A wag once said that Neeme Järvi seemed intent upon recording the Schwann catalog, which at the time meant everything in sight.
A glance at the veteran Estonian conductor’s voluminous repertoire indicates that the wag may not have been kidding.
If you ever wanted to sample the symphonies of Hugo Alfven, Niels Gade, Johan Halvorsen, Alexander Glazunov, Franz Schmidt, Wilhelm Stenhammar or Eduard Tubin, Järvi has a recording for you. Symphony cycles by the big names are in his catalog too -- Dvorák, Prokofiev, Shostakovich, Sibelius, Stravinsky, Tchaikovsky -- but sometimes peppered with bonuses like the original and rewritten versions of Prokofiev’s Fourth or the reconstruction of Tchaikovsky’s Seventh. And that barely scratches the surface.
So the intrepid classical music fan should expect out-of-the-way repertoire when Järvi comes to town, and he did provide some Friday, the first of three consecutive nights at Walt Disney Concert Hall. Sandwiched between a pair of Brahms standards was the Fantasie in G Minor for Violin and Orchestra by Josef Suk (1874-1935), the Czech composer and violinist who is known in this country, if at all, as Dvorák’s son-in-law.
The Los Angeles Philharmonic had never played the piece before, nor had the soloist, concertmaster Martin Chalifour, who nevertheless played it from memory with evident delight, emphatic attacks and a variety of veiled and outgoing timbres. What they revealed was a full-blown violin concerto in one movement that has nationalistic signatures yet with a different flavor than those of Dvorák.
Through its many sections, the Fantasie storms, rhapsodizes, references Brahms in a few passages and gives a virtuoso soloist -- and vicariously, the audience -- a gratifying workout. So why isn’t it better-known outside of the Czech Republic?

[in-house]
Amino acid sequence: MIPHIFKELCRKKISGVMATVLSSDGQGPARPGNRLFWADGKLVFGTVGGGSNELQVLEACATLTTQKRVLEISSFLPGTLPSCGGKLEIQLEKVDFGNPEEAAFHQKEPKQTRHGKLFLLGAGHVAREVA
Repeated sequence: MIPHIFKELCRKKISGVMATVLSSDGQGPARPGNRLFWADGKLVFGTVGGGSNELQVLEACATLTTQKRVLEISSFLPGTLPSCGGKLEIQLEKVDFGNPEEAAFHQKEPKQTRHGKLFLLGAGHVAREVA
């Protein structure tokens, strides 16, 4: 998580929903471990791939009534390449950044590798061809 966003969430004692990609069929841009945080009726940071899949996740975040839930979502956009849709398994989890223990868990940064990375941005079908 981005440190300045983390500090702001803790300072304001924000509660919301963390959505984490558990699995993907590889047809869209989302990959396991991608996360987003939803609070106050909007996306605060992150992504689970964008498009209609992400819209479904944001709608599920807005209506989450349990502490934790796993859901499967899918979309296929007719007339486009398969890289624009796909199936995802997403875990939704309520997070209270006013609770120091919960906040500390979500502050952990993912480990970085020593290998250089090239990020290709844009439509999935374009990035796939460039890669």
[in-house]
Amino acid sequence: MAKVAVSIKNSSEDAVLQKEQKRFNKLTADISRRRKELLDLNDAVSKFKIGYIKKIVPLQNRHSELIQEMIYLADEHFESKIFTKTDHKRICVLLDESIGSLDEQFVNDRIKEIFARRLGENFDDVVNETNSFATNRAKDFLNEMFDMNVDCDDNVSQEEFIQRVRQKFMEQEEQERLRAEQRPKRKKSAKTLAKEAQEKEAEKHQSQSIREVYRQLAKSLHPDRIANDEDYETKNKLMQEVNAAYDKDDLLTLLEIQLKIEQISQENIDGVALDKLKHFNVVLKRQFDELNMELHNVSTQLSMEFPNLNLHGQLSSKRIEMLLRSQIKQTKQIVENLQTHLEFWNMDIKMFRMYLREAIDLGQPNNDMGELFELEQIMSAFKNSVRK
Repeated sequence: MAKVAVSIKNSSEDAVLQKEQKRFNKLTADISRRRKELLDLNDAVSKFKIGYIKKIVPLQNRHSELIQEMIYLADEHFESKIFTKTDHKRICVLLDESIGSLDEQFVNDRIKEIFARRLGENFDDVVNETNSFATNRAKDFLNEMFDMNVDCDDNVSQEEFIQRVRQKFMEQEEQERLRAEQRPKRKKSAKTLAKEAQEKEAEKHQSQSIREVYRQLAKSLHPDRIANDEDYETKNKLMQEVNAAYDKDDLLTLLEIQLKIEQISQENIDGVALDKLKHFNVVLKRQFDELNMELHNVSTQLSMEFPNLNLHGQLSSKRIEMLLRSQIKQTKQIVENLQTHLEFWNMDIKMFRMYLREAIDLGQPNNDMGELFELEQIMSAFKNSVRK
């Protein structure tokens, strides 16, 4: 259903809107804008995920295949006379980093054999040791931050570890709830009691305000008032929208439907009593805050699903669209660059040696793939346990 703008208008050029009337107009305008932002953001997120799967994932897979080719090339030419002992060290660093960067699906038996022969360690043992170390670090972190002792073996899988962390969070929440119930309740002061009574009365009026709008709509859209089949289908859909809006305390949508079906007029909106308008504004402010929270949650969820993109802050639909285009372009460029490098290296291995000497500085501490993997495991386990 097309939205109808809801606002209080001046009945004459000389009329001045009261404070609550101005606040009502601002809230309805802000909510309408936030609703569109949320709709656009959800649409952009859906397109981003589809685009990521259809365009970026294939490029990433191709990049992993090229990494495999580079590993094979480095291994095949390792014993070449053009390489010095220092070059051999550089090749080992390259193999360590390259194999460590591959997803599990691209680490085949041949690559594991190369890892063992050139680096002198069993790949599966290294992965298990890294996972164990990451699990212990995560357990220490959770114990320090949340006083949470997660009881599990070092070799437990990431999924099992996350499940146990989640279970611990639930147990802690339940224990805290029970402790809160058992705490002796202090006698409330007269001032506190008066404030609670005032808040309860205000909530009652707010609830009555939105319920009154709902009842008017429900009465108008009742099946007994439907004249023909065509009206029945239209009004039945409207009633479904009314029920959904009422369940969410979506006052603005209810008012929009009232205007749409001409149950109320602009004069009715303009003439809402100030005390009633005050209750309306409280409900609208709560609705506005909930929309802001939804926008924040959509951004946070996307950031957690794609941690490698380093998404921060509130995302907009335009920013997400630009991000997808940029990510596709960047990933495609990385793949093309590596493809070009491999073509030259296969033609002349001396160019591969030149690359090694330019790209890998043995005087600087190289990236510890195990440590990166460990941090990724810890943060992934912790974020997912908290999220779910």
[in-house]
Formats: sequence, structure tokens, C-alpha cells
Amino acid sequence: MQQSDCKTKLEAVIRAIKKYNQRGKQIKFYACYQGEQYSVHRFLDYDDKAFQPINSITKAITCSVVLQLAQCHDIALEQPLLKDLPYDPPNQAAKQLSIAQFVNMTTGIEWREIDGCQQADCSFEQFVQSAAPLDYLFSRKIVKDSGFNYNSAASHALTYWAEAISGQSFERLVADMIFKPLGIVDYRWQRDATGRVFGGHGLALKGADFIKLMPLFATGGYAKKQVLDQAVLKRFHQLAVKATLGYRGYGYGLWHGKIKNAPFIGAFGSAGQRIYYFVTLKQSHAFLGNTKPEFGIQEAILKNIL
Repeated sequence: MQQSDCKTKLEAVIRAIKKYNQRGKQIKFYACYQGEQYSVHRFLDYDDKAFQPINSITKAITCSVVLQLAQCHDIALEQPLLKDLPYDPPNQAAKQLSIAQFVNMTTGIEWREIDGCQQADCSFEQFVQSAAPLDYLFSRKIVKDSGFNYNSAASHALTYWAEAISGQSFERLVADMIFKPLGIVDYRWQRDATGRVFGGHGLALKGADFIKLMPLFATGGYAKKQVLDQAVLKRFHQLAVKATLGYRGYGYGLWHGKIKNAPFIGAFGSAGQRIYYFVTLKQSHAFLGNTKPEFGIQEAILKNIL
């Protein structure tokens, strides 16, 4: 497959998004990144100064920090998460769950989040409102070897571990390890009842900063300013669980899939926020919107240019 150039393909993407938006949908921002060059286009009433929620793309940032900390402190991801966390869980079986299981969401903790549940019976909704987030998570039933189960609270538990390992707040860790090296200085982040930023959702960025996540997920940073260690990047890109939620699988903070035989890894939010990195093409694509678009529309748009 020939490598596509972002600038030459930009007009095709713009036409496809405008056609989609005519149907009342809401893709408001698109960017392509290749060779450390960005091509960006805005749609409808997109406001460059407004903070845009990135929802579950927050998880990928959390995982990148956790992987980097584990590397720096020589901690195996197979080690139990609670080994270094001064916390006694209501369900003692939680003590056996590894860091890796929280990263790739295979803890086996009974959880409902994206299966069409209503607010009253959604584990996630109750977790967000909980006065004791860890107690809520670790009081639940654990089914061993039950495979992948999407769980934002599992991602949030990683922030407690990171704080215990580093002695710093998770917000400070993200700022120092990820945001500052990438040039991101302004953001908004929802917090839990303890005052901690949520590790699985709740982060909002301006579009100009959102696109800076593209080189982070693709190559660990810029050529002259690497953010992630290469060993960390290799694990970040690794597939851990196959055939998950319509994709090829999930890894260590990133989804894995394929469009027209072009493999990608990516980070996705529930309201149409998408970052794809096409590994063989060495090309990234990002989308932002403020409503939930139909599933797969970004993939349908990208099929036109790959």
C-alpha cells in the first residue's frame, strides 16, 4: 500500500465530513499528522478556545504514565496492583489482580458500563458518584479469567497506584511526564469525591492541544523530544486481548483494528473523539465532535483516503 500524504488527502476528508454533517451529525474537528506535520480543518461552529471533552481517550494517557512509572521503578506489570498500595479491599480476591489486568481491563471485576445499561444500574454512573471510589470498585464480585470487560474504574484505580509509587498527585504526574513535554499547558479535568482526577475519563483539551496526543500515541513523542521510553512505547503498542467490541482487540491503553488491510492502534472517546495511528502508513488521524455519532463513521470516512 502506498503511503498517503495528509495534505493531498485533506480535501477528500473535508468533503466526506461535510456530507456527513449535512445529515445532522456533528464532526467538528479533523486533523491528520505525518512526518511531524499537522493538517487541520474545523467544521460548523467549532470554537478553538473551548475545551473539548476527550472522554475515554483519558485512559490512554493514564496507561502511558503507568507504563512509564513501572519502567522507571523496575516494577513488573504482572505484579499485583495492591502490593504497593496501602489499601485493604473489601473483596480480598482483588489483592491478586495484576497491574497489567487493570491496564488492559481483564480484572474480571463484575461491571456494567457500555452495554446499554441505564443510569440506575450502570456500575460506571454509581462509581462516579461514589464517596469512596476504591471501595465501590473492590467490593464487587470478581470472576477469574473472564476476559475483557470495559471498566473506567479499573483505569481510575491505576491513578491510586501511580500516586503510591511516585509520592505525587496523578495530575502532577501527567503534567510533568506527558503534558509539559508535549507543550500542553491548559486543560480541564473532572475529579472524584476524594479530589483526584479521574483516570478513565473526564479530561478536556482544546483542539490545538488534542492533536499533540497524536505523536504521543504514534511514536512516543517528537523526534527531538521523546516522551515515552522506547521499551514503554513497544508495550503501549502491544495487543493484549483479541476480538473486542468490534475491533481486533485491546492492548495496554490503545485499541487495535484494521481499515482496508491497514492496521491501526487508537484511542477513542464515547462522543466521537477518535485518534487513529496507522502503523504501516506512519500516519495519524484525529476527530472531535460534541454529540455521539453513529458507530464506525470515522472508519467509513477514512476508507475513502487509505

Perhaps it is because the piece falls short of genius-level inspiration, but you could say that about many other works that caught on internationally.
If anything, the Suk piece was a good stylistic match for the Brahms “Tragic Overture” that preceded it and the Symphony No. 4 that followed. Yes, Järvi recorded all of the Brahms symphonies about a quarter-century ago too, a so-so set (if memory serves) whose most memorable aspect was that each symphony was paired with a rare Schumann work.
Yet Järvi’s Brahms has grown into something special -- and different. The “Tragic Overture” was masterful, gorgeously and dramatically shaped even at the startlingly fast tempo that Järvi set, with a powerful, dark yet mobile sound that kept coming at you in surging waves.
Same thing with the Symphony No. 4. It moved at an exhilarating pace, yet there was nothing glib about it. The first movement was especially dynamic and driving, with Brahmsian gravitas and strong rhythm to support the racetrack tempos, the phrases questioning and answering each other.
Throughout the evening, the 77-year-old Järvi kept his motions to a minimum, harnessing the power of the L.A. Phil with a few sharp gestures, some seemingly offhand waves and shaky motions of the hands.
It was enough to get the points across.